Theatrical poster by Bill Gold
|Directed by||Sidney Lumet|
|Produced by||Burtt Harris|
|Screenplay by||Jay Presson Allen|
by Ira Levin
|Starring||Michael Caine |
|Music by||Johnny Mandel|
|Edited by||Jack Fitzstephens|
|Distributed by||Warner Bros.|
Deathtrap is a 1982 American black comedy mystery film based on the 1978 play of the same name by Ira Levin. The film is directed by Sidney Lumet from a screenplay by Levin and Jay Presson Allen, and stars Michael Caine, Dyan Cannon and Christopher Reeve. Critics gave the film mostly favorable reviews, while noting its plot similarities to Caine's 1972 film Sleuth.
Famed playwright Sidney Bruhl debuts the latest in a series of Broadway flops and returns to his opulent Long Island home and his wife Myra. Although their financial situation is not dire, Sidney is starving for a hit. He receives a manuscript of a play called Deathtrap, written by one of his students, Clifford Anderson, that he considers to be near-perfection. Clifford recently attended one of Sidney's writing workshops and is now asking for input on his play. Sidney tells Myra that the best idea he has had lately is to murder Clifford and produce the play as his own. Myra realizes that's he's not just talking idly.
Sidney invites Clifford to their secluded home, decorated with weapons from his plays, to discuss Clifford's play. Clifford arrives by train. Over the course of an evening, Myra tries desperately to convince Sidney to work with Clifford as equal partners but to no avail. Sidney then attacks Clifford and strangles him with a chain. Sidney removes the body but still has to convince Myra to conspire with him. She reveals nothing when they receive an unexpected visit from the psychic Helga Ten Dorp, a minor celebrity staying with the Bruhls' neighbors. Helga senses pain and death in the house. Before she leaves, she warns Sidney about a man in boots who will attack him.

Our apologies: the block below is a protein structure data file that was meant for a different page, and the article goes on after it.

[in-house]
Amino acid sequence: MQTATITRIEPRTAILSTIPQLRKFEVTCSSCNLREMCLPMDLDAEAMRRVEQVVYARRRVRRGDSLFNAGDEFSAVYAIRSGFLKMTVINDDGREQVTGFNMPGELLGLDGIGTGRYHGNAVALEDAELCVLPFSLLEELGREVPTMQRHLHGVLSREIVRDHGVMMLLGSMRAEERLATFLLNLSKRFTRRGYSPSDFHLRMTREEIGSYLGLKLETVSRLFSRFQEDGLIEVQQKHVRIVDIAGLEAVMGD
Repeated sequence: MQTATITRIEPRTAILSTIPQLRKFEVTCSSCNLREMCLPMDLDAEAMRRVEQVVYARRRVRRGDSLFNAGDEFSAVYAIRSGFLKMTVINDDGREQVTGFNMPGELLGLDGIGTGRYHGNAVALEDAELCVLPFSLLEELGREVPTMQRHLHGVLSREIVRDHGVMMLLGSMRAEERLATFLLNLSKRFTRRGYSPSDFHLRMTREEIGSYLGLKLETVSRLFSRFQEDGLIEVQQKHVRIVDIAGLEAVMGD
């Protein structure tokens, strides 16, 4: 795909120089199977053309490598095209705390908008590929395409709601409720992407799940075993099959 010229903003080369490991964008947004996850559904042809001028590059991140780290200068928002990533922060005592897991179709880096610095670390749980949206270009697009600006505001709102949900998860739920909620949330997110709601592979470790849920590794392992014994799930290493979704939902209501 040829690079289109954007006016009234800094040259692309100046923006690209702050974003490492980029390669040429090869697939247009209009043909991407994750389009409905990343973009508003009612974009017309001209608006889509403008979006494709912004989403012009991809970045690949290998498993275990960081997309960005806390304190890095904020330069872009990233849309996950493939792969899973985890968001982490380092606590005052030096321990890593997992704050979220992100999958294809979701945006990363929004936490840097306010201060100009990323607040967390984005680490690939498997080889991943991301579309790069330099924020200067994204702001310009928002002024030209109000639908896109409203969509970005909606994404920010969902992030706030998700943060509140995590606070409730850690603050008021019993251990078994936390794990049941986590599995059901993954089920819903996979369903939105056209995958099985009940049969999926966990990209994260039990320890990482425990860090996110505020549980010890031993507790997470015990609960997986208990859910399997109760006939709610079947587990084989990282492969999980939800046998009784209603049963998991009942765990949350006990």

As Myra prepares for bed, she begins to come to terms with what Sidney has done. She heads downstairs for a drink but a sound spooks her and she flees back upstairs, suspecting an intruder. Sidney takes her back downstairs to prove that all is well and they return to the bedroom. The calm is broken when Clifford bursts through the bedroom window and beats Sidney with a log. Clifford chases Myra through the house until her weak heart gives out and she collapses and dies.
Sidney calmly descends the stairs, uninjured, and joins Clifford. They exchange a few words about what to do with Myra's body, then exchange a passionate kiss. The previous few hours are revealed to have been an elaborate ruse to kill Myra. Clifford moves in with Sidney and the two work together at a partner's desk. Sidney suffers from writer's block but Clifford busily types page after page of a new play that he suspiciously keeps under lock and key. While Clifford is out grocery shopping, Sidney tries to break into the drawer but fails to before Clifford returns home. He waits for Clifford to retrieve his play, then switches Clifford's manuscript with a fake.
Sidney is horrified to read that Clifford is using the true story of Myra's murder as the basis of a new play called Deathtrap. He angrily confronts Clifford, who boasts about the play's potential and insists he will write it with or without Sidney's approval. Clifford offers to share the credit with Sidney, who comes to believe that Clifford is a sociopath. Sidney plays along with the collaboration on Deathtrap while he plots a solution. A few days later, Helga stops by, ostensibly for candles in anticipation of a predicted thunderstorm. Almost immediately after meeting Clifford, she warns Sidney that Clifford is the man in boots.